All the great artists were there at the Paris grand contest: Gaston du Stroganoff showed The King on His Throne, Felicien Caffay Ollay had The King on Horseback, and Alphonse LeCamembair proudly exhibited The King in Armor.
And humble little Clousseau? His painting was of a lowly duck. Everyone sneered and held their noses. Then the duck quacked.
The Incredible Painting became an instant classic when it was first published in 1988, winning awards from the American Library Association and Horn Book magazine. It’s a brilliantly funny satire of the sycophantic fakery of the art world and a sly tribute to the explosive, unpredictable powers of real art. What makes it a classic is that it’s funny on every level. The very youngest readers will love the obvious slapstick jokes: Clousseau’s come-alive paintings first make him famous, then cause chaos when his painted volcanoes erupt and waterfalls flood rooms.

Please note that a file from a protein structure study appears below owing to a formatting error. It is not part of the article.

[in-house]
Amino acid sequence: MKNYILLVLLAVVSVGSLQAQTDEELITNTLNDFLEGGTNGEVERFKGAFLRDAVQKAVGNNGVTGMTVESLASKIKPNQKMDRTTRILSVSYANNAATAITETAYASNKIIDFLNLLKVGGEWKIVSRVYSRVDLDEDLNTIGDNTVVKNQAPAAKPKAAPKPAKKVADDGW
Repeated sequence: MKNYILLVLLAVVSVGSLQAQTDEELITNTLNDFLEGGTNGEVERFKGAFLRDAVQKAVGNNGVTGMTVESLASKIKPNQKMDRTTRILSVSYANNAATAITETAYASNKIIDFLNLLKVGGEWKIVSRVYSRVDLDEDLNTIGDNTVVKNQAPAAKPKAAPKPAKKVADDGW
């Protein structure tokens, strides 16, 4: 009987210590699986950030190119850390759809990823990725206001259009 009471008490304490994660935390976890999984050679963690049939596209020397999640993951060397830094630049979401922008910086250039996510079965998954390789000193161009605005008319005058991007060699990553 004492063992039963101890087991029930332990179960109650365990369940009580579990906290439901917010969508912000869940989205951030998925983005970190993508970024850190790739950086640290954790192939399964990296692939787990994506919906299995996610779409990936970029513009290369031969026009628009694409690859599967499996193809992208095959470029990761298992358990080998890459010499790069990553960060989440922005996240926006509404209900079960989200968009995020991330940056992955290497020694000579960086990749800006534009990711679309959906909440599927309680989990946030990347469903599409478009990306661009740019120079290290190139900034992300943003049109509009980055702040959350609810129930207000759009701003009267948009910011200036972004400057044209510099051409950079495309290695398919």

Older readers will love the punny names and the swift, economical narrative. And everyone will adore the bold, richly colored pictures with their vivid evocation of 19th-century Paris. The surprise ending is so inspired and witty that it starts whole new possibilities ticking in the imagination. A+